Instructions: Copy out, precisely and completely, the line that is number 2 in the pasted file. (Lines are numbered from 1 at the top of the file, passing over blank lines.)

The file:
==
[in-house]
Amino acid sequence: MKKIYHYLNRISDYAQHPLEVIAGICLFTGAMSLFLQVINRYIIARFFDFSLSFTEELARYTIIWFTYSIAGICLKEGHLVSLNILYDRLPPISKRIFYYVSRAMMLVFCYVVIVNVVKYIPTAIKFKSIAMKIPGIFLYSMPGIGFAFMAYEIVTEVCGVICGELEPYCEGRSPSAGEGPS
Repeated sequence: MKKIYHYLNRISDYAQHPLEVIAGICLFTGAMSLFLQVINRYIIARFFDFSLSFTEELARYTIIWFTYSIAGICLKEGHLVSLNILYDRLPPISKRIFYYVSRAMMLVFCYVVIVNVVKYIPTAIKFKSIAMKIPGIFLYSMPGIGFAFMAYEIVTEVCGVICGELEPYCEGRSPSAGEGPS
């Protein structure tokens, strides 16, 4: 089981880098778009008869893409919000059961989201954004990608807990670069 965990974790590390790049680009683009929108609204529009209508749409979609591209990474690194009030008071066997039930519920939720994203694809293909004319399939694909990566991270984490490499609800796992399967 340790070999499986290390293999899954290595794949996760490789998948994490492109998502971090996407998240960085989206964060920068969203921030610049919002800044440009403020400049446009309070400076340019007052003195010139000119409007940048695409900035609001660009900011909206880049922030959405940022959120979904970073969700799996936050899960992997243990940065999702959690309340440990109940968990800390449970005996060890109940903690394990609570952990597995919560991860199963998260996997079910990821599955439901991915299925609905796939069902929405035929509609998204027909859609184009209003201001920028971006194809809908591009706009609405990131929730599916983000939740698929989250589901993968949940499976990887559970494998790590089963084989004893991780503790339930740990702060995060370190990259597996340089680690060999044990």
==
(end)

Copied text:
Amino acid sequence: MKKIYHYLNRISDYAQHPLEVIAGICLFTGAMSLFLQVINRYIIARFFDFSLSFTEELARYTIIWFTYSIAGICLKEGHLVSLNILYDRLPPISKRIFYYVSRAMMLVFCYVVIVNVVKYIPTAIKFKSIAMKIPGIFLYSMPGIGFAFMAYEIVTEVCGVICGELEPYCEGRSPSAGEGPS